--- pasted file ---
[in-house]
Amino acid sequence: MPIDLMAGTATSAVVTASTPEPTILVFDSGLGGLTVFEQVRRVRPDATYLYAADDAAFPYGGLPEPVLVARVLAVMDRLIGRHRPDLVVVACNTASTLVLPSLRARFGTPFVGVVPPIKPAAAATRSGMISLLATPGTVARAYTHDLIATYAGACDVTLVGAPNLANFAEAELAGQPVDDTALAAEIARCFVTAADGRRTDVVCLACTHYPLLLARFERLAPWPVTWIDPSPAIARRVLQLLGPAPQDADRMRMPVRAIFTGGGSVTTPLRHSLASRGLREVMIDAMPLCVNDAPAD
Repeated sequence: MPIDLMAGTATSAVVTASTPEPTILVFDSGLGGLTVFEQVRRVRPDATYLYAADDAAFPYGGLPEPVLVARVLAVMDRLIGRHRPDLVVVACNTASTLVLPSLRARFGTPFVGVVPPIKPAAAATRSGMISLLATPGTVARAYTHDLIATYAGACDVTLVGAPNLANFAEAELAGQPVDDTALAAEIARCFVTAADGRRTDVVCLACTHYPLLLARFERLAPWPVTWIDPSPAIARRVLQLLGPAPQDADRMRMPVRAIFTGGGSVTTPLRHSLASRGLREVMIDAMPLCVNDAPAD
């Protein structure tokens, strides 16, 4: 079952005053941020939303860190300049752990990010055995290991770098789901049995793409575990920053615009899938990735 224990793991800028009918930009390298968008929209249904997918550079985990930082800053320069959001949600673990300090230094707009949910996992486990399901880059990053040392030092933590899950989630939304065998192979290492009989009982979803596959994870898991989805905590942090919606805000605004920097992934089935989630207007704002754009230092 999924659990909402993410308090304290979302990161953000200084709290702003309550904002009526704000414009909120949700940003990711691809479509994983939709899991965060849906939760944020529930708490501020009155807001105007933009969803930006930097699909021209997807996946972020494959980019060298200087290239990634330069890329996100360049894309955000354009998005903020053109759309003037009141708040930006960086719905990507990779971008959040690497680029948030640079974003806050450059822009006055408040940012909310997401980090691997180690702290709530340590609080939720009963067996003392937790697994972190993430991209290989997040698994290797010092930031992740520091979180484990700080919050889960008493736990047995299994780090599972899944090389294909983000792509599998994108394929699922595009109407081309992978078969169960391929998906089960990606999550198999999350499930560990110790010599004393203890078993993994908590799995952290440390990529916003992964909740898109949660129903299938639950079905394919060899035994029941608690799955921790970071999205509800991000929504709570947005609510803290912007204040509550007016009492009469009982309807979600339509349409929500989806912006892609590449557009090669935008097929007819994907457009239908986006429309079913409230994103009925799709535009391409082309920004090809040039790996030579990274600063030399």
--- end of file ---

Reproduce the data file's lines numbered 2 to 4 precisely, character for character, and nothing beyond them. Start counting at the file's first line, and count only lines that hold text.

Amino acid sequence: MPIDLMAGTATSAVVTASTPEPTILVFDSGLGGLTVFEQVRRVRPDATYLYAADDAAFPYGGLPEPVLVARVLAVMDRLIGRHRPDLVVVACNTASTLVLPSLRARFGTPFVGVVPPIKPAAAATRSGMISLLATPGTVARAYTHDLIATYAGACDVTLVGAPNLANFAEAELAGQPVDDTALAAEIARCFVTAADGRRTDVVCLACTHYPLLLARFERLAPWPVTWIDPSPAIARRVLQLLGPAPQDADRMRMPVRAIFTGGGSVTTPLRHSLASRGLREVMIDAMPLCVNDAPAD
Repeated sequence: MPIDLMAGTATSAVVTASTPEPTILVFDSGLGGLTVFEQVRRVRPDATYLYAADDAAFPYGGLPEPVLVARVLAVMDRLIGRHRPDLVVVACNTASTLVLPSLRARFGTPFVGVVPPIKPAAAATRSGMISLLATPGTVARAYTHDLIATYAGACDVTLVGAPNLANFAEAELAGQPVDDTALAAEIARCFVTAADGRRTDVVCLACTHYPLLLARFERLAPWPVTWIDPSPAIARRVLQLLGPAPQDADRMRMPVRAIFTGGGSVTTPLRHSLASRGLREVMIDAMPLCVNDAPAD
């Protein structure tokens, strides 16, 4: 079952005053941020939303860190300049752990990010055995290991770098789901049995793409575990920053615009899938990735 224990793991800028009918930009390298968008929209249904997918550079985990930082800053320069959001949600673990300090230094707009949910996992486990399901880059990053040392030092933590899950989630939304065998192979290492009989009982979803596959994870898991989805905590942090919606805000605004920097992934089935989630207007704002754009230092 999924659990909402993410308090304290979302990161953000200084709290702003309550904002009526704000414009909120949700940003990711691809479509994983939709899991965060849906939760944020529930708490501020009155807001105007933009969803930006930097699909021209997807996946972020494959980019060298200087290239990634330069890329996100360049894309955000354009998005903020053109759309003037009141708040930006960086719905990507990779971008959040690497680029948030640079974003806050450059822009006055408040940012909310997401980090691997180690702290709530340590609080939720009963067996003392937790697994972190993430991209290989997040698994290797010092930031992740520091979180484990700080919050889960008493736990047995299994780090599972899944090389294909983000792509599998994108394929699922595009109407081309992978078969169960391929998906089960990606999550198999999350499930560990110790010599004393203890078993993994908590799995952290440390990529916003992964909740898109949660129903299938639950079905394919060899035994029941608690799955921790970071999205509800991000929504709570947005609510803290912007204040509550007016009492009469009982309807979600339509349409929500989806912006892609590449557009090669935008097929007819994907457009239908986006429309079913409230994103009925799709535009391409082309920004090809040039790996030579990274600063030399």